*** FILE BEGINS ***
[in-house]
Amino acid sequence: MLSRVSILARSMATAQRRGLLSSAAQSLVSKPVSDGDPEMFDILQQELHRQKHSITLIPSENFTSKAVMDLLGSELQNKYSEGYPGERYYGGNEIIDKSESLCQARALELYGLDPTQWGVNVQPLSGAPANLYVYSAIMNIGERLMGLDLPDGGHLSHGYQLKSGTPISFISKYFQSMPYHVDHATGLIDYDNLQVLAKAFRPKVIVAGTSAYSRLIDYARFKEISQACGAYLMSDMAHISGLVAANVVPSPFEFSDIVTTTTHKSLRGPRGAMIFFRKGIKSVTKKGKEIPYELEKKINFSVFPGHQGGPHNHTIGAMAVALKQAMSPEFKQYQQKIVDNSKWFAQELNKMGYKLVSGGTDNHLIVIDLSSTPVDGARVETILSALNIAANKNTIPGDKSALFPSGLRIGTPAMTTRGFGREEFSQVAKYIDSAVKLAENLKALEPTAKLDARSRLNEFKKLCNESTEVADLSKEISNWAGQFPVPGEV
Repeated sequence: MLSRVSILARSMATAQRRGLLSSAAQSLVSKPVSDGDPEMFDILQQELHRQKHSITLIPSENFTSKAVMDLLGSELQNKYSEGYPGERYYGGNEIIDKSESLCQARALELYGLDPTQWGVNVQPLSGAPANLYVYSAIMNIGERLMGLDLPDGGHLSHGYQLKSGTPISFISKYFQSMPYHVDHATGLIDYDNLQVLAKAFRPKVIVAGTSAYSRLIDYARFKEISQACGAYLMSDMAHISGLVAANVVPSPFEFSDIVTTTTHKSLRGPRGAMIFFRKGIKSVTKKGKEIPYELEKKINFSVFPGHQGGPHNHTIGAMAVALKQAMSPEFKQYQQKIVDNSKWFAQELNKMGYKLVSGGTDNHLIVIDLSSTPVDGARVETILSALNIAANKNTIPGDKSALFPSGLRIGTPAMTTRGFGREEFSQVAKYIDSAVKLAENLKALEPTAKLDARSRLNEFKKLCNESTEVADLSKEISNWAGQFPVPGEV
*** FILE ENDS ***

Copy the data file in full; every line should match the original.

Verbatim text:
[in-house]
Amino acid sequence: MLSRVSILARSMATAQRRGLLSSAAQSLVSKPVSDGDPEMFDILQQELHRQKHSITLIPSENFTSKAVMDLLGSELQNKYSEGYPGERYYGGNEIIDKSESLCQARALELYGLDPTQWGVNVQPLSGAPANLYVYSAIMNIGERLMGLDLPDGGHLSHGYQLKSGTPISFISKYFQSMPYHVDHATGLIDYDNLQVLAKAFRPKVIVAGTSAYSRLIDYARFKEISQACGAYLMSDMAHISGLVAANVVPSPFEFSDIVTTTTHKSLRGPRGAMIFFRKGIKSVTKKGKEIPYELEKKINFSVFPGHQGGPHNHTIGAMAVALKQAMSPEFKQYQQKIVDNSKWFAQELNKMGYKLVSGGTDNHLIVIDLSSTPVDGARVETILSALNIAANKNTIPGDKSALFPSGLRIGTPAMTTRGFGREEFSQVAKYIDSAVKLAENLKALEPTAKLDARSRLNEFKKLCNESTEVADLSKEISNWAGQFPVPGEV
Repeated sequence: MLSRVSILARSMATAQRRGLLSSAAQSLVSKPVSDGDPEMFDILQQELHRQKHSITLIPSENFTSKAVMDLLGSELQNKYSEGYPGERYYGGNEIIDKSESLCQARALELYGLDPTQWGVNVQPLSGAPANLYVYSAIMNIGERLMGLDLPDGGHLSHGYQLKSGTPISFISKYFQSMPYHVDHATGLIDYDNLQVLAKAFRPKVIVAGTSAYSRLIDYARFKEISQACGAYLMSDMAHISGLVAANVVPSPFEFSDIVTTTTHKSLRGPRGAMIFFRKGIKSVTKKGKEIPYELEKKINFSVFPGHQGGPHNHTIGAMAVALKQAMSPEFKQYQQKIVDNSKWFAQELNKMGYKLVSGGTDNHLIVIDLSSTPVDGARVETILSALNIAANKNTIPGDKSALFPSGLRIGTPAMTTRGFGREEFSQVAKYIDSAVKLAENLKALEPTAKLDARSRLNEFKKLCNESTEVADLSKEISNWAGQFPVPGEV